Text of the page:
Why do we write?

I’ve spent some time over the past couple days thinking about why Infinite Jest annoyed me so much. I went and read several gushing reviews of the book, as well as interviews with Wallace where he explains what he was trying to do. Part of what Wallace was apparently trying to convey was that life is messy and complicated and it doesn’t come to a neat conclusion. He wasn’t trying to write a typical narrative novel; in fact, he’s explicitly rejecting the conventions associated with the form. I think that’s a copout, though. If you’re writing a novel, you’re making an implicit agreement with the reader that you will follow the conventions, or at least have a good reason to not follow them. To have the reader work for 900 pages and then say “Ha! Just kidding!” is an elementary school amusement, of the order of Lucy pulling the football away from Charlie Brown.

While I was talking to my friend Wilfred about it, he pointed out that there are no finite points in postmodern relativism. Like the game of Eschaton, the map is not the territory. But, again, if that’s the point of Infinite Jest, I cry copout. I don’t need a novel to tell me that. I can look at the world and know that it’s infinite and unable to be described completely in writing. But does that mean we should despair and not even make an attempt to write? Of course not!

Why do we write? We know that we can not capture all of life, so what’s the point? Here’s my answer. We may not be able to create a complete map, but we can create a useful one. All of writing is an attempt to create a useful abstraction of the world. It is distilling it down to interesting or useful tidbits that can be captured. It’s making a map of life that others can hopefully use to assist them in finding their way, by benefitting from our experience.

Why do I write this blog? It’s because I like trying to create such abstractions. To try to distill my experience and thoughts into little nuggets that I can refer back to later. I know that most of my writing contains gross simplifications and generalizations. But that does not necessarily invalidate its viewpoint, so long as it is understood that my views are on a specific subject at a specific time, and not a general description of life. Yes, my map is not the territory. But it can still be a useful guide in navigating this complex world.

Why do people write nonfiction works? They are often sifting through their experience and sharing the portions that they think are relevant. Just because Kunstler is tremendously biased against cars doesn’t mean we should ignore everything he says if we like cars. He may not capture all the subtleties of the debate in developing a community, but he provides a viewpoint, one that we can weigh and judge in light of our own experience. And if it makes sense to us, we integrate it into our own guides to the world, our own maps.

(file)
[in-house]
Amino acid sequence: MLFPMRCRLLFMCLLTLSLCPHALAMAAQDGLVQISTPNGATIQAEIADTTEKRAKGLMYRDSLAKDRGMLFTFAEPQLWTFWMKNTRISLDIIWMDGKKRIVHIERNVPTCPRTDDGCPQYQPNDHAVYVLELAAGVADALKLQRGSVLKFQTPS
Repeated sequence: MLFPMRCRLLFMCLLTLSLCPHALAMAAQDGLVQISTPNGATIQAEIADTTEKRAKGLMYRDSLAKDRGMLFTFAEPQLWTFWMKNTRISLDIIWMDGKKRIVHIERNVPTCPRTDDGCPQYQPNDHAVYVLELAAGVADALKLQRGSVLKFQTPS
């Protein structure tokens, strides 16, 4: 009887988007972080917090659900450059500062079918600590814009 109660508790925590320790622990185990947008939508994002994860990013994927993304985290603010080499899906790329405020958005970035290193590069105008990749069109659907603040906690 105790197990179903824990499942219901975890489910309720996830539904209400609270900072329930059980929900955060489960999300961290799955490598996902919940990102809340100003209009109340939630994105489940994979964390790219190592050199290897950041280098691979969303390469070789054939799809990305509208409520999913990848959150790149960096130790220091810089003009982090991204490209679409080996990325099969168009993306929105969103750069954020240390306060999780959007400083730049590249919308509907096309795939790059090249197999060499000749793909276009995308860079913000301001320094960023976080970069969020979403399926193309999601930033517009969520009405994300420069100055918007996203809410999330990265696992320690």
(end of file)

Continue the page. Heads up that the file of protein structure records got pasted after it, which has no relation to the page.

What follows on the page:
I love that feeling when I read something, and a little light goes on, and my view of the world is shifted in response to this new viewpoint. Reading that first interview with Lakoff was like that – it just opened up a new way of looking at politics and the world that made so much sense. There are often a few nuggets in any book I read that I want to hold on to. I started writing book reviews for myself just for that reason – to grab the bits that jumped out at me, that made me open my eyes and look at something in a new way.

I think the same motivation holds true for fiction works as well. Authors are trying to communicate something, get an idea across to their readers. Wallace had several points that he was trying to make with Infinite Jest. I don’t think he was entirely successful, but that may be just because I’m still annoyed. A romance novelist is reinforcing a fantasy view of the world where love at first sight exists, and everybody lives happily ever after. A science fiction writer may be speculating on what the effects of technology will be in the future. There is a reason they’re writing, and it’s to get some idea out of their brain and into the reader’s.

And it’s hard. Communication is one of the trickiest things we do as human beings. Given the incredibly low bandwidth we have to communicate with in speech and writing, it’s amazing that we can convey what we are feeling and thinking to each other. I’m influenced here by the book The User Illusion and Norretranders’s description of exformation, which is the enormous amount of context that we each use to interpret the words on a screen in front of us, or a conversation with a friend. It’s similar to the idea of reality coefficients, where it’s really hard to communicate with somebody who’s using a different context or a different set of assumptions.

Which brings us back to postmodernism, oddly enough. One of the great insights of postmodernism was that the meaning of a work was not solely in the work itself. It was also in the context that a reader brought to the work. Using that in the example of Infinite Jest, Wallace intentionally evoked the context of a narrative novel, but then intentionally rejected the conventions associated with it. He broke the implicit contract he had with his readers. Given his affection for postmodernism, perhaps he was trying to point out this importance of context explicitly by showing how much we depend on it. Perhaps.

P.S. This post was written while wearing a bandanna, one of David Foster Wallace’s trademarks. Thought you’d like to know.
P.P.S. Any postmodern theory referenced in this post is unlikely to be accurate, since I am a total poser when it comes to postmodern theory.

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